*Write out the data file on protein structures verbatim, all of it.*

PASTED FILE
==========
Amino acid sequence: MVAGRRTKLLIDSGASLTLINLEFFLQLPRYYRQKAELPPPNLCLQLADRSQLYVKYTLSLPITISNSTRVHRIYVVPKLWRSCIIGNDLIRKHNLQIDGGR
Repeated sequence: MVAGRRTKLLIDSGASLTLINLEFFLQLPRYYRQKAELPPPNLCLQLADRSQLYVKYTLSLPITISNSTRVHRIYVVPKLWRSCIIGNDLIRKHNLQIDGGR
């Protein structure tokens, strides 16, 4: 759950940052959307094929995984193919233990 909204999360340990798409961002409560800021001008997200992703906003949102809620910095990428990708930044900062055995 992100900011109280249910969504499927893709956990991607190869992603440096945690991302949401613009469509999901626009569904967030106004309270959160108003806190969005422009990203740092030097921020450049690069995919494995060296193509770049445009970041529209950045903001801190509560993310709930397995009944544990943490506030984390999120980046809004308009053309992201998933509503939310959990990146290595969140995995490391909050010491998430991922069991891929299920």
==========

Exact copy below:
Amino acid sequence: MVAGRRTKLLIDSGASLTLINLEFFLQLPRYYRQKAELPPPNLCLQLADRSQLYVKYTLSLPITISNSTRVHRIYVVPKLWRSCIIGNDLIRKHNLQIDGGR
Repeated sequence: MVAGRRTKLLIDSGASLTLINLEFFLQLPRYYRQKAELPPPNLCLQLADRSQLYVKYTLSLPITISNSTRVHRIYVVPKLWRSCIIGNDLIRKHNLQIDGGR
């Protein structure tokens, strides 16, 4: 759950940052959307094929995984193919233990 909204999360340990798409961002409560800021001008997200992703906003949102809620910095990428990708930044900062055995 992100900011109280249910969504499927893709956990991607190869992603440096945690991302949401613009469509999901626009569904967030106004309270959160108003806190969005422009990203740092030097921020450049690069995919494995060296193509770049445009970041529209950045903001801190509560993310709930397995009944544990943490506030984390999120980046809004308009053309992201998933509503939310959990990146290595969140995995490391909050010491998430991922069991891929299920």